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Harm Reduct J. 2011 Aug 23;8:21. doi: 10.1186/1477-7517-8-21.

Trends in beliefs about the harmfulness and use of stop-smoking medications and smokeless tobacco products among cigarettes smokers: Findings from the ITC four-country survey.

Author information

  • 1VicHealth Center for Tobacco Control, The Cancer Council Victoria, 1 Rathdowne St, Carlton 3053, Victoria, Australia. Ron.Borland@cancervic.org.au.

Abstract

BACKGROUND:

Evidence shows that smokers are generally misinformed about the relative harmfulness of nicotine, and smokeless forms of nicotine delivery in relation to smoked tobacco. This study explores changing trends in the beliefs about the harmfulness and use of stop smoking medications and smokeless tobacco in adult smokers in four countries where public education and access to alternative forms of nicotine is varied (Canada, the US, the UK and Australia).

METHODS:

Data are from seven waves of the ITC-4 country study conducted between 2002 and 2009 with adult smokers from Canada, the US, the UK and Australia. For the purposes of this study, data were collected from 21,207 current smokers. Using generalised estimating equations to control for multiple response sets, multivariate models were tested to look for main effects of country, and trends across time, controlling for demographic variables.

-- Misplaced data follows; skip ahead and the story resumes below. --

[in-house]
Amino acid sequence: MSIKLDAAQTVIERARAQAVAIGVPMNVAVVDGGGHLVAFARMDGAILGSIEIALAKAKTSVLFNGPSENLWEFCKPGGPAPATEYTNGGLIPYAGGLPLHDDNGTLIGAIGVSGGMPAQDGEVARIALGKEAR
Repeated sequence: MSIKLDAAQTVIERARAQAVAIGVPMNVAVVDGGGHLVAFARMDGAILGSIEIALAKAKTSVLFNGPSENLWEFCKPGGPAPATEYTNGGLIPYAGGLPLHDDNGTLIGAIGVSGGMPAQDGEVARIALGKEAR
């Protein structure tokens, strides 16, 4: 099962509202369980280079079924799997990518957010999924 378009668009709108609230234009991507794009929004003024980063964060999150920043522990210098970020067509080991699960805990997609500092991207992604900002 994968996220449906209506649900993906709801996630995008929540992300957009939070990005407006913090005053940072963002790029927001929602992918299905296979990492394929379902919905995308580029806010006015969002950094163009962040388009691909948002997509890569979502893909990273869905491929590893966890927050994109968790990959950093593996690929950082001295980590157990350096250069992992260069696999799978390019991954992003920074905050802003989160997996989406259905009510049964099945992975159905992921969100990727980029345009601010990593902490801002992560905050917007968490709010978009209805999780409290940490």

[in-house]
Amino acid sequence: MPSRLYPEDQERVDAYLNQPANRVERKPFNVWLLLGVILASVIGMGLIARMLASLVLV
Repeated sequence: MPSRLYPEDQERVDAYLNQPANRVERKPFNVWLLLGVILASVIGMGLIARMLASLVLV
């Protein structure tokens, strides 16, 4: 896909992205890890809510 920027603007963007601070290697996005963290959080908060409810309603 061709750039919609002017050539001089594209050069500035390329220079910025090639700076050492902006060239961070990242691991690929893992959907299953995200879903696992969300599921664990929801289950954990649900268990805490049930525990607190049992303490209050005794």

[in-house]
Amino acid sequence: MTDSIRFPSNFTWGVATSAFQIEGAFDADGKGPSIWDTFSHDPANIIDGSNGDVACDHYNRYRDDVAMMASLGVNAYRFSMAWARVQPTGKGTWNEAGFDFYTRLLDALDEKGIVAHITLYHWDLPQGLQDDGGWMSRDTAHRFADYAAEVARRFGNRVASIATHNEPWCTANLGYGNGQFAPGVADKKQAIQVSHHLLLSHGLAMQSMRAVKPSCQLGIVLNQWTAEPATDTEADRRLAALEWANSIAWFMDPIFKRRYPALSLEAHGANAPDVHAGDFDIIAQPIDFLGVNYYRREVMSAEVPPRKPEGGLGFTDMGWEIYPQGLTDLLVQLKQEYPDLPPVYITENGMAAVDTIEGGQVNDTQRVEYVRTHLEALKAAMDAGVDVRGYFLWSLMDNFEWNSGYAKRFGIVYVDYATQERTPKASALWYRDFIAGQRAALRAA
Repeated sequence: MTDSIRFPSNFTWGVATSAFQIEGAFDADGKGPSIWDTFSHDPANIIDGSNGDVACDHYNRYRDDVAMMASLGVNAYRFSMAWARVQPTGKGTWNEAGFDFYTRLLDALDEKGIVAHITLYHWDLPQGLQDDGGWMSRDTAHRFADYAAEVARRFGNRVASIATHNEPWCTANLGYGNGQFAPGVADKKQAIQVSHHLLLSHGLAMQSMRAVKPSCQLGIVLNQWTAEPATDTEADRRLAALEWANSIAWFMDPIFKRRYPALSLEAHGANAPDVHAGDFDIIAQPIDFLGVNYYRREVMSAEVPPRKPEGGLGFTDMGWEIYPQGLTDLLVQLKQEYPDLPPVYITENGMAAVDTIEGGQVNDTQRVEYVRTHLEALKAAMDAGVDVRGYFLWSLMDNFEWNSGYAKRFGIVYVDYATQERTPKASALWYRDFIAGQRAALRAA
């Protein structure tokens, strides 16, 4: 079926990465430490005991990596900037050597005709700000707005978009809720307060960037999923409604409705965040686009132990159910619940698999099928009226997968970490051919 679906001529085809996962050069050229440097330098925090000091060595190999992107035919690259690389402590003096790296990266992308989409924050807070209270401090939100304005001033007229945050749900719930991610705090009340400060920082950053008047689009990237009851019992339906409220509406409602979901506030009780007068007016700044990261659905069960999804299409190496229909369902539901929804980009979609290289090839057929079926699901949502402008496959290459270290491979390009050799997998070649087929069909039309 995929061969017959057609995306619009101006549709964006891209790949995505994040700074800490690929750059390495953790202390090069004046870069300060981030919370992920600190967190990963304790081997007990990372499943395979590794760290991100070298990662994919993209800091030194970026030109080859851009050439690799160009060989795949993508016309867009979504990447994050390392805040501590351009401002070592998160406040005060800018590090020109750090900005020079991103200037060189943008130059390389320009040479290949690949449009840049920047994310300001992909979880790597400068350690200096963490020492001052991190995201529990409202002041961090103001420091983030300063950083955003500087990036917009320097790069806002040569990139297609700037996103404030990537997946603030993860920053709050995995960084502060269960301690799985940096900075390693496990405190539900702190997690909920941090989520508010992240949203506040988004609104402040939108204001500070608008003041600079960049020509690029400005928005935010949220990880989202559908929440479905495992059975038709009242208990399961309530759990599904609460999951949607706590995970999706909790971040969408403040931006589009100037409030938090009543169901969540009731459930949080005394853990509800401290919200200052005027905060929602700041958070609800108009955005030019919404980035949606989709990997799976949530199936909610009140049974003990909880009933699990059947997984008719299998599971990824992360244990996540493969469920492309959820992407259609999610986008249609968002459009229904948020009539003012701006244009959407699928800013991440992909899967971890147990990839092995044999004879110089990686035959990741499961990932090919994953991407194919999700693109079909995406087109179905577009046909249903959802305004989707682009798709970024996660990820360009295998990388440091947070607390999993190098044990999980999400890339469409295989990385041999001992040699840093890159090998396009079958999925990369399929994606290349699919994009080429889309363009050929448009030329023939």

RESULTS:

Knowledge remained low in all countries, although UK smokers tended to be better informed. There was a small but significant improvement across time in the UK, but mixed effects in the other three countries. At the final wave, between 37.5% (US) and 61.4% (UK) reported that NRT is a lot less harmful than cigarettes. In Canada and the US, where smokeless tobacco is marketed, only around one in six believed some smokeless tobacco products could be less harmful than cigarettes.

CONCLUSIONS:

Many smokers continue to be misinformed about the relative safety of nicotine and alternatives to smoked tobacco, especially in the US and Canada. Concerted efforts to educate UK smokers have probably improved their knowledge. Further research is required to assess whether misinformation deters smokers from appropriate use of alternative forms of nicotine.

PMID:
21859499
[PubMed]
PMCID:
PMC3170207
Free PMC Article
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